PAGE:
“Honeycomb” monolith diesel exhaust filter on left compared to Empa’s ceramic foam substrate filter, right. Credit: Empa.
By this time next year, Europe will be enforcing a tough, new standard on exhaust emissions from trucks and busses. Starting in September 2014, all new passenger and many lighter-weight commercial vehicles in regions covered by the European Commission’s rules will be required to have “Euro 6″-certified engines, and, in response, vehicle manufacturers and various research groups have been accelerating their filtration R&D. Switzerland’s Empa is of the institutions focusing on this issue, and researchers there say they are excited about some unconventional restructuring of the main filter components—typically ceramic substrates—that they say will enable manufacturers to meet pollution goals.
Heretofore, the standard diesel emissions filter is an extruded honeycomb-structure ceramic (e.g., cordierite) substrate that has a light coating of a catalytic material, such as platinum or palladium, which allows it to convert NOx and CO in the exhaust and capture soot. The honeycomb monolith substrate can withstand the stresses of temperature cycling during normal use and also during “regenerative” cycles when collected particulates (soot) are removed.
The conventional approach to engineering these filters is to allow exhaust gasses to pass through relative easily while providing maximum exposure to the surfaces bearing the catalyst. Turbulence was a thing to be avoided.
However, one research group at Empa, its Internal Combustion Engines Laboratory, says there is a downside to the honeycomb monolith: The flow of the exhaust gasses is distributed unevenly. Most of the exhaust gasses pass through the center section of the filter, creating a high-temperature zone and leaving much of the outer regions of the honeycomb relatively unused. To compensate for the unused regions, Empa says the honeycomb filters have to be relatively long (besides adding general manufacturing costs, the extra length also means the use of extra expensive catalytic material).
This honeycomb catalyst from a racing car was the trigger that gave the Empa researchers the idea of developing the Foamcat. A small area of the monolith has melted, but neighboring areas are almost unused, indicating that the exhaust gas flow is poorly distributed through the device. Credit: Empa.
Empa claims that the impetus for rethinking the filter design was the viewing of a diesel filter whose central section had partially melted (see photo). The researchers’ novel idea, which began to emerge a few years ago, was to embrace the turbulence of the exhaust and put it to use to distribute the gasses more evenly.
But, a rugged ceramic substrate to support the catalyst would still be needed, and the Internal Combustion Engines Lab turned to researchers in Empa’s High-Performance Ceramics Laboratory. Instead of relying on the straight-through openings of a honeycomb, the ceramics group began to tinker with a special catalyst-coated ceramic foam, which they subsequently named Foamcat. The structure of the foam would encourage the turbulence needed to more evenly distribute the exhaust through the filter.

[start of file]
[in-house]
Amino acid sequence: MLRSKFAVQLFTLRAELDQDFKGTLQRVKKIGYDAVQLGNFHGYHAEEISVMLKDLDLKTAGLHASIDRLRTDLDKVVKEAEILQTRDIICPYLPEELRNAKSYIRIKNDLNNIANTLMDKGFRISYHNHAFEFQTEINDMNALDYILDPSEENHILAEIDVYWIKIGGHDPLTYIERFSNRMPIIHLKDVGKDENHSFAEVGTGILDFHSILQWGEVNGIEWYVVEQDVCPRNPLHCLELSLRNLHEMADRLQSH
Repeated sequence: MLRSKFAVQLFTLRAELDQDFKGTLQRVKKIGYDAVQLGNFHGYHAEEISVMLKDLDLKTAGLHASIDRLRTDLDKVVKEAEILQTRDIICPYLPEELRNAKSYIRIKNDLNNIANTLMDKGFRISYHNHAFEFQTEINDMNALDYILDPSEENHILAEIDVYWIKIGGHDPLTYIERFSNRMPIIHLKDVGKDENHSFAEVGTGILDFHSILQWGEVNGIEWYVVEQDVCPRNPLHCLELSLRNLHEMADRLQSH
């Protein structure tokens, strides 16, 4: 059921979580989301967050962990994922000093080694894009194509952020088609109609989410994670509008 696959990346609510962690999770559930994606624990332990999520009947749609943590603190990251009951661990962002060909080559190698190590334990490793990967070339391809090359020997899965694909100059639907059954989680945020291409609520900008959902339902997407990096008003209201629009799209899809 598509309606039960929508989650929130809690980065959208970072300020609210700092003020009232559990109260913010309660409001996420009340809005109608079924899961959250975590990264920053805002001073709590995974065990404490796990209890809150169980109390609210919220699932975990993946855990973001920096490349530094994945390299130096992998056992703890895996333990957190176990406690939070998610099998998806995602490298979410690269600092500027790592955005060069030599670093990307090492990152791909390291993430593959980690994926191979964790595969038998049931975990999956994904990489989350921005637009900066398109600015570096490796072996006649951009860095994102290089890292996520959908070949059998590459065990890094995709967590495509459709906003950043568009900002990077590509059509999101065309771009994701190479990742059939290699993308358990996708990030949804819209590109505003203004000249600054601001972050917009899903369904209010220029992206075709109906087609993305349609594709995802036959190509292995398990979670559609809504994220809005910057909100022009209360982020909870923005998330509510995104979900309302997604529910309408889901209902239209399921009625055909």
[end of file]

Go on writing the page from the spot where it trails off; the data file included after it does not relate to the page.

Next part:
To filter engineers, the Empa approach probably raises several questions, especially in regard to the mechanical strength of a ceramic foam and to the negative effects of the turbulence, i.e., loss of engine performance due to back pressures from the exhaust. In response, a news release from the institute says
[S]cientists succeeded in increasing the mechanical strength of the material many times over. Currently the research team is working to optimize the structure of the ceramic—the foam substrate has a greater air resistance than the monolith that results in a slight comparative increase in fuel consumption. Using sophisticated computer simulation techniques, the Empa team has developed foam structures which reduce the air resistance without affecting the necessary turbulence.
According to Empa, the bottom-line benefit is that the surface area of the Foamcat substrate is much more efficiently used than with a honeycomb monolith. It claims that the efficiency is improved so much that the Foamcat filter can match the performance of a honeycomb filter at half the length and only requires one third of the expensive catalysts.
Whether vehicle manufacturers ultimately embrace the ceramic foam design remains to be seen. The problem of the expense of noble metal catalysts is vexing to manufacturers and other groups have been trying to find substitutes such as acicular mullite.
Nevertheless, Empa says it has been partnering for over a year with catalyst-maker Umicore and diesel engine manufacturer Fiat Powertrain Technologies to do field tests with a Foamcat filters. It also says that Swiss electrical utility IWB has been testing a vehicle fitted with the Foamcat filter for 18 months.
The stakes are high. According to a document (pdf) on the Euro 6 standards prepared by Cummins, all NOx emissions will have to be 75 percent less and particulate matter will have to be 66-95 percent less than current “Euro 5″ limits.